“Silence” during Holy Week

“Silence” during Holy Week

Is God’s speech sometimes more painful than his silence?

This is but one question raised by Shūsaku Endō’s classic novel. And it is especially relevant as we now approach the end of Holy Week.

For almost the duration of story, Father Sebastian Rodrigues longs for just one word from God on behalf of his persecuted people. But when that word comes, it is the last thing the priest expected.

While I have yet to see the film adaptation of Silence by Martin Scorsese, I have just read the book for Lent.

It is not for the faint of heart.

SILENCE

[*SPOILERS BELOW]

The story follows the path of Jesuit missionaries as they set out for 17th century Japan.

After flourishing in a prior generation, Christianity now faces unspeakable persecution there as the faithful are brutally drowned at sea, slashed by samurai, and tortured over pits of human excrement. In the midst of the butchery, Father Rodrigues sneaks ashore to serve the suffering church, and to investigate the whereabouts of his mentor, Father Ferreira.

Ferreira had been a celebrated missionary, but rumors now swirl that he has renounced the faith and even trampled on a picture (fumie) of Christ as public proof of this apostasy.

Rodrigues must find out the truth.  Yet after a brief period of ministry, the priest is betrayed, captured, and finally brought to meet the man that he has searched for: Ferreira.

The famous missionary has now adopted the dress and customs of Japan, and he explains what led to his apostasy. After capture, he was hung upside down for three days over the dreaded pit, and all without recanting. But after being taken down, the local magistrate  devised a more insidious torture.

In Ferreira’s place, innocent peasants were suspended over the pit, and Ferreira was told that only his trampling upon the Christ-picture could free them. Ferreira trampled.

Eventually, Rodrigues is given the same choice, yet he resolves never to deny his Lord. Still, even before the fateful moment, the reader senses that Rodrigues’ resolve is sinking like the peasants in the sea.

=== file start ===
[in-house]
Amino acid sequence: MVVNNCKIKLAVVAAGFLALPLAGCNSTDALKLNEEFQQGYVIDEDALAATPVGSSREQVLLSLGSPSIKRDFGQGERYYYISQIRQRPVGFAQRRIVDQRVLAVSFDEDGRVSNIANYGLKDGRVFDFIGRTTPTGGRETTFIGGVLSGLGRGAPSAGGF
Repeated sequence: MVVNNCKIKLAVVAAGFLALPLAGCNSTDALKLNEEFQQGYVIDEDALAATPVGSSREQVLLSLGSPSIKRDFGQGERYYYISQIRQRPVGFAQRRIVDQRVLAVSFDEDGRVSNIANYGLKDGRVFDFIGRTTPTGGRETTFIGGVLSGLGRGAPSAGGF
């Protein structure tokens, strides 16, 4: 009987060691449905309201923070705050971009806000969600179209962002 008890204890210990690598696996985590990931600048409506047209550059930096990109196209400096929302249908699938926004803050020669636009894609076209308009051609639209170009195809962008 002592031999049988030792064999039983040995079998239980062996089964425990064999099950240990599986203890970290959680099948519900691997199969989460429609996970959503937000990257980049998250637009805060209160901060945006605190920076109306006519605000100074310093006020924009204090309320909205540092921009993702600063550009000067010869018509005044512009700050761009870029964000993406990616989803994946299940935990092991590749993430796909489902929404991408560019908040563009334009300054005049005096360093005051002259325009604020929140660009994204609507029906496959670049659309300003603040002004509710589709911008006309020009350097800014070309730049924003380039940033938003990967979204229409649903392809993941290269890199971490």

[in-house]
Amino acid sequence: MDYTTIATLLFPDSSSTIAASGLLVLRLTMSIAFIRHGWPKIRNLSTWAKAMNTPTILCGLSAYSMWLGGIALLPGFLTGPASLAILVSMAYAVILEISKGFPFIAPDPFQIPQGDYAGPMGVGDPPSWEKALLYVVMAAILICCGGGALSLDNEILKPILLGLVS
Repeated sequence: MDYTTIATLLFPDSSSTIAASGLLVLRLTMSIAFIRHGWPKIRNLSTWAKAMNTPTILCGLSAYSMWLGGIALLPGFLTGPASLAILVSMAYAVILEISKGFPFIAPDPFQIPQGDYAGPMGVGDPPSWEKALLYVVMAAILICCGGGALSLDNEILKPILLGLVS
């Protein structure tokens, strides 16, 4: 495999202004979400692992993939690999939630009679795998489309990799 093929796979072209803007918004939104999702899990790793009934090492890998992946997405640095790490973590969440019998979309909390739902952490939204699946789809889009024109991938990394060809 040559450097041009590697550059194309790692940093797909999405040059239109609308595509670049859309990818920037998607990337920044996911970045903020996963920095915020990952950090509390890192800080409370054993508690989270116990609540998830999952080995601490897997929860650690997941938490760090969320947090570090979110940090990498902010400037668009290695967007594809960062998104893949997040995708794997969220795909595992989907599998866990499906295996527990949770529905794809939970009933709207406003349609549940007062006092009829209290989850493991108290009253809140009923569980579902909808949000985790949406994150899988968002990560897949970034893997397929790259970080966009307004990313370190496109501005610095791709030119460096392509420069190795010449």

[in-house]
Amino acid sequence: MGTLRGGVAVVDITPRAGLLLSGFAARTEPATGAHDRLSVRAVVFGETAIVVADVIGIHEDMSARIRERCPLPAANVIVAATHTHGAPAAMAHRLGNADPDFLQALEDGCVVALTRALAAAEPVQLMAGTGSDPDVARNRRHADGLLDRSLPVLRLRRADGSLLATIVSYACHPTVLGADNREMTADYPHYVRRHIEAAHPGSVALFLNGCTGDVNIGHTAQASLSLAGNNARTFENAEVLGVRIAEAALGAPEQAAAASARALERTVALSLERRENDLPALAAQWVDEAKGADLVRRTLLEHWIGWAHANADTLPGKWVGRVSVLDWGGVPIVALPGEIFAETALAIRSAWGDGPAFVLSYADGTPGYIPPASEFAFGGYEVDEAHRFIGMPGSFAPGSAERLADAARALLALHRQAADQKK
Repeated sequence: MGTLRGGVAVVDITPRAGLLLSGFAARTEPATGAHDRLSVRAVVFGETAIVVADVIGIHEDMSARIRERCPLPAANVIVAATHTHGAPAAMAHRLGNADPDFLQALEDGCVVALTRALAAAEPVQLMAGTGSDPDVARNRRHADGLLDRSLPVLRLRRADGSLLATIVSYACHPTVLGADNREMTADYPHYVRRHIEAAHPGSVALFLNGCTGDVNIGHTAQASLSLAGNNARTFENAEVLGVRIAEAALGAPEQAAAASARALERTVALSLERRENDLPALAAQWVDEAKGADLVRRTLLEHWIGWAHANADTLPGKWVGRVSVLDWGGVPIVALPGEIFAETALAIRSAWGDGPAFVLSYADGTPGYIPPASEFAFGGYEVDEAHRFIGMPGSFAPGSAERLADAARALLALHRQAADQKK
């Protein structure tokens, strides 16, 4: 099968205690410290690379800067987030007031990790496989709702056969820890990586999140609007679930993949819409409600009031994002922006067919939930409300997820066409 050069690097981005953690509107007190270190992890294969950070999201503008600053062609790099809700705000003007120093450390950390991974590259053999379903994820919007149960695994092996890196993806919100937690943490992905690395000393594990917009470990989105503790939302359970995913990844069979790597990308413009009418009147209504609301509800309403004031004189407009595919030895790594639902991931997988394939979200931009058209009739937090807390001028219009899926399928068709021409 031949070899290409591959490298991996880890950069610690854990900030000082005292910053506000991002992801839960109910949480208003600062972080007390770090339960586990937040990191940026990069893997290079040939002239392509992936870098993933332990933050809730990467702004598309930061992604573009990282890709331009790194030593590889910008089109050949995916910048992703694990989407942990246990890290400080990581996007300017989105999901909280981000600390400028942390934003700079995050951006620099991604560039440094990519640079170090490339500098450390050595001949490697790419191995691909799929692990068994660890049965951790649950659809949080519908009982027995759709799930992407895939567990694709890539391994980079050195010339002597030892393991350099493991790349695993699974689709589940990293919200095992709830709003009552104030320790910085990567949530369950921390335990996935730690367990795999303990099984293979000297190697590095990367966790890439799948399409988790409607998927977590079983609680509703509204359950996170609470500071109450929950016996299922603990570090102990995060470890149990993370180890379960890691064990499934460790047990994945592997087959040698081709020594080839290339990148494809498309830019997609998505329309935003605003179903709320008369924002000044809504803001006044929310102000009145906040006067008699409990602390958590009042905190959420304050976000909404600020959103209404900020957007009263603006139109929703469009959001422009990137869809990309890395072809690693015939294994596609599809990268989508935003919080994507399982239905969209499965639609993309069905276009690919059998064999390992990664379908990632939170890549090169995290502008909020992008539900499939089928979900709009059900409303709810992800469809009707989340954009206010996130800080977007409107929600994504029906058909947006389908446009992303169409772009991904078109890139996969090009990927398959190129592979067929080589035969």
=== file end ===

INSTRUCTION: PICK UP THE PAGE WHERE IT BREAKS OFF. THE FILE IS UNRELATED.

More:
His aching question throughout the novel has pertained to God’s silence in the face of suffering.

Why does he say nothing!?

“… the silence of God was something I could not fathom … surely he should speak but a word… .”

This excruciating muteness provides a backdrop for almost the entire novel.

Almost.

In the end, Rodrigues looks down at the picture of Jesus—worn and grimy from so many feet—and at long last he hears the voice of Christ, as clear as crystal:

“Trample! Trample! … It was to be trampled on by men that I was born into this world. It was to share men’s pain that carried my cross.”

The priest placed his foot upon the fumie [picture]. Dawn broke. And far into the distance the cock crew.

RESPONDING TO SILENCE

Is Rodrigues is more like Jesus or Judas?

Is he more like Peter heading to his martyrdom, or Peter just before the rooster crowed?

Is it actually “Christ-like” for the priest to endure what he perceives to be “damnation” so that others might be freed?

And which is more intolerable for Rodrigues, God’s silence or his unexpected speech?

Which is more intolerable for us?

Rodrigues and Ferreira are hardly the only Christians to wrestle with such questions.

The apostle Paul himself once claimed that, if possible, he would gladly be “cut off from Christ” if it meant salvation for the Jews (Rom. 9.3).

And in a different vein, the ardent pacifist Dietrich Bonhoeffer signed on to a plot to kill Hitler while refusing to justify such violence. Instead, he was resolved to “bear the guilt,” so that others might go free.